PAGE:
The Stucco Manufacturers Association was incorporated in 1957 and has been the voice of the stucco industry since. The SMA publishes technical papers, holds networking events and has various committees that help guide the future of stucco. A lot has changed since 1957, and while the SMA was originally focused on cement stucco finish coats, the SMA now has members that produce scratch and brown coats, one coat stucco, acrylic-based finishes, Venetian plaster and many other products.

The SMA Marketing and Promotion Committee felt a marketing report on stucco as a siding was needed to understand where stucco has been, is currently and its future outlook. This document, called the “2016 Stucco Market Report,” was released and is available as a free download on the SMA’s website.

The 2016 report contains U.S. census data on exterior siding trends in housing dating back to 1971. The report only covers dominant cladding materials in each region and was good for a big picture view. The U.S. census data grouped traditional cement-based stucco with other claddings that simply resembled stucco; including EIFS, direct applied systems and one coat stucco. Data from other reports was also reviewed and included.

The committee is already working on improving and expanding the scope of the report to increase its value to the industry.

Noticing the Trends

The current report exhibits clear trends in consumer preferences and building practices. Some of these reports noted shifts in stucco market share. Some shifts were regional, while others were by building type. This left the authors of these other reports with data, but no explanation as to why these market shifts are happening. The SMA committee felt through their expertise in stucco and industry contacts, it might be possible to determine why certain shifts occurred and what trends might be heading our way.

The committee began a series of research interviews starting this past December. Interviews included architects, developers, suppliers, inspectors and plastering contractors. The range of interviews was throughout the United States and as the information was reviewed, certain patterns became apparent.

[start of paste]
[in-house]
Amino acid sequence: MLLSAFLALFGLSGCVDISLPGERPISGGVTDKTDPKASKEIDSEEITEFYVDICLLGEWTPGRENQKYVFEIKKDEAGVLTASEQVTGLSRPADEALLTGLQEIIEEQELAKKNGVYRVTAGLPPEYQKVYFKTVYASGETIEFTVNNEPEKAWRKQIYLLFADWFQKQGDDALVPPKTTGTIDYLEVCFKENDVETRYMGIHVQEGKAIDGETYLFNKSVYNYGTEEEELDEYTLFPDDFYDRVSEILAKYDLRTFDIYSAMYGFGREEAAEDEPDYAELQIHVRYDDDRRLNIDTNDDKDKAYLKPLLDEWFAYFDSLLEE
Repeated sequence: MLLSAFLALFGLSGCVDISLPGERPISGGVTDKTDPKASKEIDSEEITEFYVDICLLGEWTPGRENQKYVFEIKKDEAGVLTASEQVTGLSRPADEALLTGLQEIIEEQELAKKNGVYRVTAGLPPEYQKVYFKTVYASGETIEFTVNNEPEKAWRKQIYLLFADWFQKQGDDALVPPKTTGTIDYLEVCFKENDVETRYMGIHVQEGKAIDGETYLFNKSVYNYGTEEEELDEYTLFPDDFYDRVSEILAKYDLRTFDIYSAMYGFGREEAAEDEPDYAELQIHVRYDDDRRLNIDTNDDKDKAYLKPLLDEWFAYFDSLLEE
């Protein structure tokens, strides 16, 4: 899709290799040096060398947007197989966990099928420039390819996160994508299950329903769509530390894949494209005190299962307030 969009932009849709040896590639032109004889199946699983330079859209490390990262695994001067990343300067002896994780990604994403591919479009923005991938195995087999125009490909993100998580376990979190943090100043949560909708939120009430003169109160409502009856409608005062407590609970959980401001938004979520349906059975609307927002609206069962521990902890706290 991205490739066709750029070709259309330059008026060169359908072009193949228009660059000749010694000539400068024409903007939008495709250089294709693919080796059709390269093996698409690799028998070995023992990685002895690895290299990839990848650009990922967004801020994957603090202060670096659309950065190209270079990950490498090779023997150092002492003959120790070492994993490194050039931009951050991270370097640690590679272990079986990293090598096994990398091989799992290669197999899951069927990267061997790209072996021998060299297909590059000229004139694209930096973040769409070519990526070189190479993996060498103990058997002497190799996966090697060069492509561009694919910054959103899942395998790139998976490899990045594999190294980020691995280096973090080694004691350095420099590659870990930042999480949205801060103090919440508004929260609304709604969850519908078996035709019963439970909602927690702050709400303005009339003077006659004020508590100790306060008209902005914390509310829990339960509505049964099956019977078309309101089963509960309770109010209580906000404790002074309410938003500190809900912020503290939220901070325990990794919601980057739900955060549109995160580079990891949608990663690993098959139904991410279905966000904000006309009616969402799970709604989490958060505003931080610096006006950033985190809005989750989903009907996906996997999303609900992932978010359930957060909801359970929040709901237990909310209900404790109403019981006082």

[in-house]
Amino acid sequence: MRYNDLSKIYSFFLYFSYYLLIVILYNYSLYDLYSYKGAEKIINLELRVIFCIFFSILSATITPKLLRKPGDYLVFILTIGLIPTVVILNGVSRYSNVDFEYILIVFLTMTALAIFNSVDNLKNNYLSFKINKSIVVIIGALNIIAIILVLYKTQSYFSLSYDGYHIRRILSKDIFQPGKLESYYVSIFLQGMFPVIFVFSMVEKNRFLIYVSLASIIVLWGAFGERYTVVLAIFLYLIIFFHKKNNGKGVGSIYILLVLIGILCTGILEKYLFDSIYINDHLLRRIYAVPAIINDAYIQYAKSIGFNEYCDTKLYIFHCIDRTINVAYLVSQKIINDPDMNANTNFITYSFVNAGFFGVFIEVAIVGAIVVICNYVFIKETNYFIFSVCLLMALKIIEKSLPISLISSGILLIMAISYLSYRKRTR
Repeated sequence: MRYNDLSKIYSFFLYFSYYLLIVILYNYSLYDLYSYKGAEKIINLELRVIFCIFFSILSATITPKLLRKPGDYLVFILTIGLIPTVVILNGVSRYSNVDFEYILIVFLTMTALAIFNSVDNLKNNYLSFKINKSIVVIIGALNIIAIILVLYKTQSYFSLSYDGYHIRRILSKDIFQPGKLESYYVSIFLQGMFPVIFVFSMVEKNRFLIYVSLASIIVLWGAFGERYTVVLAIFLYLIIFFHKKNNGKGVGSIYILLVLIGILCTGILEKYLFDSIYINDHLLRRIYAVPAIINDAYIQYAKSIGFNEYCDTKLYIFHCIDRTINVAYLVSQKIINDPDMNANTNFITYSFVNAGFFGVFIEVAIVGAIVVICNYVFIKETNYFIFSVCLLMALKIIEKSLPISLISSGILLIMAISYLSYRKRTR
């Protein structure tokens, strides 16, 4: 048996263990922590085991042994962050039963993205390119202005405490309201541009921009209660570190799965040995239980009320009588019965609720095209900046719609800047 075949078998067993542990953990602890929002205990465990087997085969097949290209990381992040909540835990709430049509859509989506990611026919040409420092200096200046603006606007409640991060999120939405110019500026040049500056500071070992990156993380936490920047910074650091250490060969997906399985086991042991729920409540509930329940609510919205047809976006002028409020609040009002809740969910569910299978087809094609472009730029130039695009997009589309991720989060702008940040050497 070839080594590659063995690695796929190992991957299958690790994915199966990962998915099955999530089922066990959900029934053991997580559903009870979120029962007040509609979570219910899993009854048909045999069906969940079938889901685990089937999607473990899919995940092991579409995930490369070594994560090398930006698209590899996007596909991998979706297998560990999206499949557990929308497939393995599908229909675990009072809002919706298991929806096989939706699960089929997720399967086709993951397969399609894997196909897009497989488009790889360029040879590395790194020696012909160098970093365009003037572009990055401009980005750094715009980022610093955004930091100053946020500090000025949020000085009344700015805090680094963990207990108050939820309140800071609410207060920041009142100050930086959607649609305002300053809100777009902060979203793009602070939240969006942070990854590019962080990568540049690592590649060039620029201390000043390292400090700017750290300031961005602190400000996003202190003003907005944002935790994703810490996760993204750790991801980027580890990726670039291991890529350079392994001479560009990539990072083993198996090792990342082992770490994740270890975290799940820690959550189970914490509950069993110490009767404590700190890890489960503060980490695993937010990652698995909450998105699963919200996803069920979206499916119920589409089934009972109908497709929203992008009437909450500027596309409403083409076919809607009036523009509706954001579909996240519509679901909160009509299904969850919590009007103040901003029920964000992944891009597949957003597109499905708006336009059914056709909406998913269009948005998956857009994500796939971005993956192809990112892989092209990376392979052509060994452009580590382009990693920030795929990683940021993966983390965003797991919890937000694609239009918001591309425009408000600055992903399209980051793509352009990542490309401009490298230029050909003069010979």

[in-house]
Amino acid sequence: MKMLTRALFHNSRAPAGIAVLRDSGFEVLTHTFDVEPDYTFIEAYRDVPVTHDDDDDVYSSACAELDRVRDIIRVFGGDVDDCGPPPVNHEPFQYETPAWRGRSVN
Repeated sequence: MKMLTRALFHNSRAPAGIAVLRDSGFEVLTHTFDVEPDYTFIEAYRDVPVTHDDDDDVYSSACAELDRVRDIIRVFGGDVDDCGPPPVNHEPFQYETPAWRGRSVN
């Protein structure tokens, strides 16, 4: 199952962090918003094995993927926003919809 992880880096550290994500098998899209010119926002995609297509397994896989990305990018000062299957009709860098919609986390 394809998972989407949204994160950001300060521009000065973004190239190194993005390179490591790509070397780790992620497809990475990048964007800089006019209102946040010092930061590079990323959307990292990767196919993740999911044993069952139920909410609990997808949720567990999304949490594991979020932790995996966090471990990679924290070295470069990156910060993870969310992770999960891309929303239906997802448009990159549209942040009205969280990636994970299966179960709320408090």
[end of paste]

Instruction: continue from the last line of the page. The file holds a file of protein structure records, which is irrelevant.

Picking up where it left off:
One clearly noted item was installed cost. In regions of the country where stucco is very popular, the cost per square foot was substantially lower than in markets where stucco is not popular. While this was not surprising by itself, it did not explain why regions with once good stucco markets were showing signs of dramatic decline. The SMA report attempts to shed light on potential factors for lost market.

While the competition for cladding market share is tough and stucco has taken hits in some markets, there is good news.

The report clearly illustrates that stucco remains a siding of choice. This can be seen as the data shows the more expensive the house, the more likely stucco is used. This is partially due to the fact that homes in many strong stucco markets tend to cost more. For example, the median home price in Kentucky is just less than $150,000 and the median home price in California is more than $410,000. Since California is a strong stucco market for homes, this would result in a data shift to stucco being more popular on higher priced homes. However, past research reports note that stucco is often a preferred cladding for the residential and commercial markets.

A Demand for Stucco

The ironic fact that helps tie this together was the results of the SMA online architect learning program. Monthly reports repeatedly demonstrate that architects taking the classes were from regions where stucco market share is traditionally very low. This means there is interest in stucco and the designers want to learn more about how it could work in the area.

The challenge for our industry is to get stucco installed in their regions for a cost close to competitive sidings and build a reputation of success in that market. The SMA has already begun to implement plans to increase market share for stucco use.

The stucco industry has many new innovations and opportunities, but there are also challenges. Generally, people like the look of stucco, it is just a matter of putting the pieces together with some quality control to give the people what they want; quality stucco for a competitive price.